Most emissions in the US cities are the result of energy consumption in buildings and transport. This paper estimates the energy and carbon management for residential and commercial sectors in the 100 most-populated metropolitan cities in the United States. The studied cities produce 72% of US GDP and house 65% of the US population. The conclusion of this study is that energy efficiency is improving in the largest metropolitan cities in the United States and carbon emissions are falling. Good management can even result in further reduction of US CO2 emission levels.
Energy Procedia, Volume 75, 2015, Pages 2957-2962.
Marilyn A. Brown1, Matt Cox2
- Georgia Institute of Technology
- City of Atlanta Mayor’s Office of Sustainability
More than 1000 cities in the United States have signed the Mayor’s Climate Protection Agreement, yet few have created comprehensive estimates of their energy consumption and carbon emissions footprints. In this paper, we provide estimates of both of these measures for residential and commercial buildings in the 100 largest metropolitan areas in the U.S. over the 2000-2010 period. This tracks the progress towards sustainable development in major urban areas nationally, identifying leaders and laggards, as well as opportunities for improvement. This research also offers real-world policy relevance for energy efficiency efforts in the urban areas where the vast majority of U.S. GDP is produced.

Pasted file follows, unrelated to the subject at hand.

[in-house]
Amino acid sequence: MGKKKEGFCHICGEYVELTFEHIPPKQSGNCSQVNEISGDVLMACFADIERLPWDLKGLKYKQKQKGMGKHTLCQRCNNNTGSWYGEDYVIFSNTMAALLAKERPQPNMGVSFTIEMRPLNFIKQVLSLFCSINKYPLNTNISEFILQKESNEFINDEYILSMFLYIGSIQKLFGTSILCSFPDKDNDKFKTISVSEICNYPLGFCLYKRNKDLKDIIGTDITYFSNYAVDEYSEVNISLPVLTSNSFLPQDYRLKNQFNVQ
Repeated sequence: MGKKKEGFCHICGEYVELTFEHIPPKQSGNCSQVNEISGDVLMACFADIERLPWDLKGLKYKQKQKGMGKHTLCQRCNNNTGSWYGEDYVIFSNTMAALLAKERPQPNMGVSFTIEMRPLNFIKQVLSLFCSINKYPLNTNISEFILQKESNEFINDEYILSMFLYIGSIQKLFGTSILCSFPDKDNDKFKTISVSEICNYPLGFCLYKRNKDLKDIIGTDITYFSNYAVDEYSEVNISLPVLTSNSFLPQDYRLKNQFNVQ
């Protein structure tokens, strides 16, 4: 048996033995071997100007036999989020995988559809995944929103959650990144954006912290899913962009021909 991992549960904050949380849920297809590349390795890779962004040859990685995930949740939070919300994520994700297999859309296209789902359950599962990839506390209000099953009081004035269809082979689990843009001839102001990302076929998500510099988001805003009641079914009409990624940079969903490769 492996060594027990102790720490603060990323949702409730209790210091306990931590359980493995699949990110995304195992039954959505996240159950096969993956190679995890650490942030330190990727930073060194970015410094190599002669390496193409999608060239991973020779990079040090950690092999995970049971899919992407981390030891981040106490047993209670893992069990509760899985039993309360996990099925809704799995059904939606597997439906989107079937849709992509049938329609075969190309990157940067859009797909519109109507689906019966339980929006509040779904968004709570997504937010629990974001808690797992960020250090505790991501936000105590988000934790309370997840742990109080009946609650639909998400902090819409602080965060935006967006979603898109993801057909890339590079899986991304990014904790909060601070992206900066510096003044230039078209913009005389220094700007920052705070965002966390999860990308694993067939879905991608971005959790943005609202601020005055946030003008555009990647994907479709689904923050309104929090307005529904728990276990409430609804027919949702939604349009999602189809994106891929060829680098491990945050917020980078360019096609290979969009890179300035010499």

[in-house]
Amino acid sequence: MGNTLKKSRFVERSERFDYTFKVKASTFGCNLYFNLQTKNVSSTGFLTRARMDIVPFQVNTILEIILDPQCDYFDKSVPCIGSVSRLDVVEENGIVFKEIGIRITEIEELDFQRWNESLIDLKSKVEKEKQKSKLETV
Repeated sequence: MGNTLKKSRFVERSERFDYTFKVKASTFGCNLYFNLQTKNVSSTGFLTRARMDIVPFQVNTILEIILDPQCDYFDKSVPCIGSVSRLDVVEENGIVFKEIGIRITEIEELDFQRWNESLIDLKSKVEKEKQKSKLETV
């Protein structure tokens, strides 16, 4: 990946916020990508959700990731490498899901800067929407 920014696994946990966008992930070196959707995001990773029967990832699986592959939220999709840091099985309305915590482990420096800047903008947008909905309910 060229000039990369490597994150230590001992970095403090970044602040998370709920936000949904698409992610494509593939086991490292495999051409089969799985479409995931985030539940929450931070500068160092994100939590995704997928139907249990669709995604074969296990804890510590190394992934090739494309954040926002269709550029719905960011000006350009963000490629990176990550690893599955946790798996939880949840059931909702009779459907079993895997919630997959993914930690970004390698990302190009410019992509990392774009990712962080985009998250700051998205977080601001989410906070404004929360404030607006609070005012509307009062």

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Figure 1: Metros with the Least (Houston) and Most (Durham) Improved Buildings Energy Footprints
Figure 2: Metros with the Least (Orlando) and Most (Philadelphia) Improved Buildings Carbon Footprints
Using “bubble charts,” Figures 1 and 2 highlight the trajectory of four cities, from 2001 to 2010. The backdrop of bubbles are the 2010 energy and carbon dioxide footprints of all 100 metro areas in the U.S. Over that decade, Houston had the largest increase in its buildings energy footprints, and Durham experienced the greatest improvement. When carbon footprints are graphed, the patterns change reflecting the carbon intensity of the electricity consumed in urban areas. Orlando experienced the largest increase in its buildings carbon footprints, while Philadelphia saw the greatest improvement.These graphs reflect the importance of local action and partnerships with electric utilities, which are highlighted in greater detail in our Applied Energy paper on “Progress in Energy and Carbon Management in Large U.S. Metropolitan Areas.”